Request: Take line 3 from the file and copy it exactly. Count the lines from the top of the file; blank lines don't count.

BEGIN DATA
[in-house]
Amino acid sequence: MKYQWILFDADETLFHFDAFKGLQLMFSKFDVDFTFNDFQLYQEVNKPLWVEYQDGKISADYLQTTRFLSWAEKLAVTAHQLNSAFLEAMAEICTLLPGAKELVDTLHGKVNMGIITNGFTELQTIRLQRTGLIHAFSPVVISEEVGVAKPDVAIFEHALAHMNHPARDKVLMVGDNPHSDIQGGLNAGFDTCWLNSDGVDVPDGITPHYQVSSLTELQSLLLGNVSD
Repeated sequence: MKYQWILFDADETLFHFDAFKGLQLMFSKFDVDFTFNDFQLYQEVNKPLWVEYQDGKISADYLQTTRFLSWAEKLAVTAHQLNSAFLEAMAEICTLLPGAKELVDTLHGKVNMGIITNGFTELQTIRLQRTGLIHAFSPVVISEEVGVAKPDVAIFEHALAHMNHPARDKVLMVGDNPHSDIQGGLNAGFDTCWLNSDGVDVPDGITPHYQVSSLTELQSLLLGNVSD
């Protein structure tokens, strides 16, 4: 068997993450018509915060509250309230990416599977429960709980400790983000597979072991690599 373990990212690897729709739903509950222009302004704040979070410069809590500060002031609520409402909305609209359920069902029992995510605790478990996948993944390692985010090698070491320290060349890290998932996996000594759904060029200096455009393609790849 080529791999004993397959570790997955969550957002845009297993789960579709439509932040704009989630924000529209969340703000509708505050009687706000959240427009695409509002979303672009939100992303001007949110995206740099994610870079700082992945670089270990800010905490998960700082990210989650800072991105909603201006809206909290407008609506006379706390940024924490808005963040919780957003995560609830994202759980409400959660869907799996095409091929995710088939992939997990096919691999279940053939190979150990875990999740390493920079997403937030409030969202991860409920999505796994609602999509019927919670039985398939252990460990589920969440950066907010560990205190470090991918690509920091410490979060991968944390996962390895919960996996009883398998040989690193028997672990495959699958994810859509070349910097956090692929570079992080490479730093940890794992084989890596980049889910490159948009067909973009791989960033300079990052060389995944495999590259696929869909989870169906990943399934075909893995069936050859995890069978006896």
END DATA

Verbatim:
Repeated sequence: MKYQWILFDADETLFHFDAFKGLQLMFSKFDVDFTFNDFQLYQEVNKPLWVEYQDGKISADYLQTTRFLSWAEKLAVTAHQLNSAFLEAMAEICTLLPGAKELVDTLHGKVNMGIITNGFTELQTIRLQRTGLIHAFSPVVISEEVGVAKPDVAIFEHALAHMNHPARDKVLMVGDNPHSDIQGGLNAGFDTCWLNSDGVDVPDGITPHYQVSSLTELQSLLLGNVSD